Yesterday I was alluding to the fact that the small town I live in is like an island of traditional fine arts culture amidst an ocean of western culture. Balerinas and lyrical dancers surrounded by cowboys, rodeo queens and pick-up trucks. Well, I find that I am also living on another kind of island, although one which is diametrically opposed to the cultural island. In this case, the island is bereft of what those people in the surrounding ocean take for granted.
I’ll give you a hint as to what it is. What is the first thing that pops into your mind when you read the following sentence?
In a few hours, Switzerland plays Czechoslovakia.
If you are like most people in North America, your response is probably, “Say what?” If, however, you live in any other country in the world, your response would most certainly be, “Yes! About time, too!”
I’m referring to the thing many people will devote their lives to for the next 22 days. The one thing that will unite disparate people from countries all over the globe. The one thing that transcends nationality, language, culture, religion, economic status, skin color or age.
Yes indeed, I’m talking about soccer. Today is the opening day of Euro2008, the European soccer championships.
OK, for those of you who haven’t closed your browser in disgust or quickly jumped to another web site, let me tell you why North America is an island. It’s because Canada and the U.S.A. together form the only region on the planet where soccer is not king. In every other country, principality, autonomous region or island nation on this planet of ours, soccer is what people do.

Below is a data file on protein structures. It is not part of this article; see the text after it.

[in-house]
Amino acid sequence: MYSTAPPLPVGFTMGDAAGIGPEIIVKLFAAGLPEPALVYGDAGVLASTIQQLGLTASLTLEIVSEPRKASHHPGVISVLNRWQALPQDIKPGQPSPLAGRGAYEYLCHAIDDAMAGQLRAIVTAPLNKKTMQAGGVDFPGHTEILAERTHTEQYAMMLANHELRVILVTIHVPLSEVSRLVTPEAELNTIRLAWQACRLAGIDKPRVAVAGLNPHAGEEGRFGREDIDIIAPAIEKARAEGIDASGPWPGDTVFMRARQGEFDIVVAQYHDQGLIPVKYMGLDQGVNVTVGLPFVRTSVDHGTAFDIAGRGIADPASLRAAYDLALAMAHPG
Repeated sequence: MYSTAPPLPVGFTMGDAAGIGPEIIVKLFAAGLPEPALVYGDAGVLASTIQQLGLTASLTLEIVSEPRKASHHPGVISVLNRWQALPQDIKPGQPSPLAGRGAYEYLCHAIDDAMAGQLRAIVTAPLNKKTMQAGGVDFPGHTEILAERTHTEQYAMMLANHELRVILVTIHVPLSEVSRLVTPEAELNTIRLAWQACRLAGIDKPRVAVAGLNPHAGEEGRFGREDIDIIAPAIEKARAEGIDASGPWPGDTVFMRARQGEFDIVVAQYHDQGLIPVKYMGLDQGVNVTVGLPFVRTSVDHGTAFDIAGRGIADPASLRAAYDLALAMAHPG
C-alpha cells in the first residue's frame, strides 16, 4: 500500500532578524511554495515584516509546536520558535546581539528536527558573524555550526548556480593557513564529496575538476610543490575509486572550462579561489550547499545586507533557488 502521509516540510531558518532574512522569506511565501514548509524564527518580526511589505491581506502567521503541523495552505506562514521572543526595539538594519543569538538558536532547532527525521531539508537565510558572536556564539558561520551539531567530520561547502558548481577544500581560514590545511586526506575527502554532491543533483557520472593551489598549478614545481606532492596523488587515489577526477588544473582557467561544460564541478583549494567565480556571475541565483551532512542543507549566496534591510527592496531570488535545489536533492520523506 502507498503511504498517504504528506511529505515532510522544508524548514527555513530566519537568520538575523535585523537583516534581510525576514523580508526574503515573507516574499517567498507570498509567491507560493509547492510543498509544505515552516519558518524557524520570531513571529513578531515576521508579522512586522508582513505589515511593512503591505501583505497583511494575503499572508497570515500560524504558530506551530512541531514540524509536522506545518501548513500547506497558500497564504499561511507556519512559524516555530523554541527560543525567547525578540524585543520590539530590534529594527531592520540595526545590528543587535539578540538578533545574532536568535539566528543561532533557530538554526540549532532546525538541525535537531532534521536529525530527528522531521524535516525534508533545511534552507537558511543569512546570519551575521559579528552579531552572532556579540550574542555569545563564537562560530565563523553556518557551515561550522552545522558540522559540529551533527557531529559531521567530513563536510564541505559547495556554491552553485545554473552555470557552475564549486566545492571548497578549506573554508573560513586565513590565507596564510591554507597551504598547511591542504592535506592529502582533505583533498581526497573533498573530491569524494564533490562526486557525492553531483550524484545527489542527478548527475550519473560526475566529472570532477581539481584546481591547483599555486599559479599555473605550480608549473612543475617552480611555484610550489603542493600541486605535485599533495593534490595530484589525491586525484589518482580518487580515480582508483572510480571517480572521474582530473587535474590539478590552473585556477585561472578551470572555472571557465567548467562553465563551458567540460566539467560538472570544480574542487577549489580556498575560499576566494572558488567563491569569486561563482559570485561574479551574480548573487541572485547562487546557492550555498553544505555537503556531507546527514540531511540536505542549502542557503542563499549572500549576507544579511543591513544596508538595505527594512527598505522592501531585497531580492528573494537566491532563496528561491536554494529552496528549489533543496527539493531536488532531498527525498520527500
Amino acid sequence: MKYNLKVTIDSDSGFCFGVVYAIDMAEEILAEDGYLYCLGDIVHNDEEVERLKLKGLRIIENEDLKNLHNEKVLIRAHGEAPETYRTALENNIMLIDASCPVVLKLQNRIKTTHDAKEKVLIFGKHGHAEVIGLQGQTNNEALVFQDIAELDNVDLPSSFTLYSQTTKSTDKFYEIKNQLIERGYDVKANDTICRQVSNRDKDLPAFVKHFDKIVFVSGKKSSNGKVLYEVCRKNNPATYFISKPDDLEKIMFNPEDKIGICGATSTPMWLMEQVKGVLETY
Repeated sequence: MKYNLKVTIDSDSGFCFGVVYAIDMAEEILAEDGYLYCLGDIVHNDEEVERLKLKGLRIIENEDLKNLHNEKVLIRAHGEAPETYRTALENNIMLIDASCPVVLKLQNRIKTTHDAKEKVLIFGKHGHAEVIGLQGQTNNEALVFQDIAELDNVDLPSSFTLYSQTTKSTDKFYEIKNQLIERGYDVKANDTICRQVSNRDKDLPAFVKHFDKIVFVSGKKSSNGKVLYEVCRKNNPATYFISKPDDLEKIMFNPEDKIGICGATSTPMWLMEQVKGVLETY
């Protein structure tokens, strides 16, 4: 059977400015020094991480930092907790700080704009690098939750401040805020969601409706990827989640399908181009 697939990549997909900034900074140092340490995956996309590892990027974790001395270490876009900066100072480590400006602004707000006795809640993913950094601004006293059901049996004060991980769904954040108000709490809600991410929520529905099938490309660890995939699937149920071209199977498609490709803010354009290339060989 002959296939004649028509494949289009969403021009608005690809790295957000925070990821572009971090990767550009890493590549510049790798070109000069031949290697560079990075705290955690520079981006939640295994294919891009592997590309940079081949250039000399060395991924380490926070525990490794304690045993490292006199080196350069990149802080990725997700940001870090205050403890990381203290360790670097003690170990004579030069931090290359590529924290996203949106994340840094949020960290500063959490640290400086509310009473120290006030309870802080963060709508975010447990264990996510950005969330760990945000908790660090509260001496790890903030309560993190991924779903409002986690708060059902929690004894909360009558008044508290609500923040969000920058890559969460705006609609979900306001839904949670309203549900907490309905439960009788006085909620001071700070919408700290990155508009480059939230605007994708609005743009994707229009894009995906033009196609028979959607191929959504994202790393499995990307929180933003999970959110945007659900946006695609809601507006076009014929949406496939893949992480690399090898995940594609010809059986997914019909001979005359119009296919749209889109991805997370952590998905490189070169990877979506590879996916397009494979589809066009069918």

The national consciousness of some countries may not live and die with the fortunes of its soccer teams the way it does in places like Brazil, England, Italy, Korea, Nigeria and Japan. But there are very few places in this world where you can’t (quite literally) walk into the middle of an empty field, pull a soccer ball from your bag and immediately be surrounded with people all set to pick teams and begin a game.
For some reason Canada and the US of A just do not fit into that mold. Even in the years after the US hosted the World Cup back in 1994, there wasn’t much of a surge of interest in soccer in North America.
And that is just strange. It’s not as if there isn’t a national program in either country. In the most recent world rankings compiled by FIFA (the governing body of international soccer), the U.S.A. is in 21st place while Canada is in 60th. And our kids do play soccer; in fact, there are more kids playing soccer in North America than are playing Little League baseball.
Some day I’ll get into this question in greater detail, but the opening whistle is about to get the game started. Even better, in a future blog I’ll throw out my ideas as to why soccer is a better sport than the Big 3 sports in North America: baseball, basketball and football. Somehow I think there will be or or two readers who will disagree with me.